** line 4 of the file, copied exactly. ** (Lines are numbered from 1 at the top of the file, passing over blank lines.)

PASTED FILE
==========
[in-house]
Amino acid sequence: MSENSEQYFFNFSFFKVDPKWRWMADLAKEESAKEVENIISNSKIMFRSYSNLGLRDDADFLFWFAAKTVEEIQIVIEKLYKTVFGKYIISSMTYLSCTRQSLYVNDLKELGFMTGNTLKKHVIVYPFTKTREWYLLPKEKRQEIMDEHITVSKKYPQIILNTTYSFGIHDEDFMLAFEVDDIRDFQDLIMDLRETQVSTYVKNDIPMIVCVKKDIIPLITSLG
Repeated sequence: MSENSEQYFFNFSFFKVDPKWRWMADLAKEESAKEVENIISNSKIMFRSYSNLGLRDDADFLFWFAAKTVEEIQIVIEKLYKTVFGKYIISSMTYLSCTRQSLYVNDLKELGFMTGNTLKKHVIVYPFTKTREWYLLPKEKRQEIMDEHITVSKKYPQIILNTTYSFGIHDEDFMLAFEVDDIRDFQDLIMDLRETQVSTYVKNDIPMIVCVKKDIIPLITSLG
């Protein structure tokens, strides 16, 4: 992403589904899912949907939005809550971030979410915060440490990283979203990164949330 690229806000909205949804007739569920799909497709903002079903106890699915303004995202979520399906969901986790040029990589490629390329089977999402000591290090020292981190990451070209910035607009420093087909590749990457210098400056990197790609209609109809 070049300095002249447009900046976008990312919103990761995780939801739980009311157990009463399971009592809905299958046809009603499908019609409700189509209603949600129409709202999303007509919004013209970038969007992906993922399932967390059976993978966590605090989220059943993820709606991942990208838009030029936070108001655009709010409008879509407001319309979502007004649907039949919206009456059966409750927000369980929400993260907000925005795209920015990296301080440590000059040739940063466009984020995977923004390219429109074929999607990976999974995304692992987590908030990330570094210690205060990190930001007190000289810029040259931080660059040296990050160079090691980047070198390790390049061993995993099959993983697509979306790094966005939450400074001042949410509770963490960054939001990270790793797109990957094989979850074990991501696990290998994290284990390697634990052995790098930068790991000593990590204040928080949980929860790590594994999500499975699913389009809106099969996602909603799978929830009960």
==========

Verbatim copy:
């Protein structure tokens, strides 16, 4: 992403589904899912949907939005809550971030979410915060440490990283979203990164949330 690229806000909205949804007739569920799909497709903002079903106890699915303004995202979520399906969901986790040029990589490629390329089977999402000591290090020292981190990451070209910035607009420093087909590749990457210098400056990197790609209609109809 070049300095002249447009900046976008990312919103990761995780939801739980009311157990009463399971009592809905299958046809009603499908019609409700189509209603949600129409709202999303007509919004013209970038969007992906993922399932967390059976993978966590605090989220059943993820709606991942990208838009030029936070108001655009709010409008879509407001319309979502007004649907039949919206009456059966409750927000369980929400993260907000925005795209920015990296301080440590000059040739940063466009984020995977923004390219429109074929999607990976999974995304692992987590908030990330570094210690205060990190930001007190000289810029040259931080660059040296990050160079090691980047070198390790390049061993995993099959993983697509979306790094966005939450400074001042949410509770963490960054939001990270790793797109990957094989979850074990991501696990290998994290284990390697634990052995790098930068790991000593990590204040928080949980929860790590594994999500499975699913389009809106099969996602909603799978929830009960």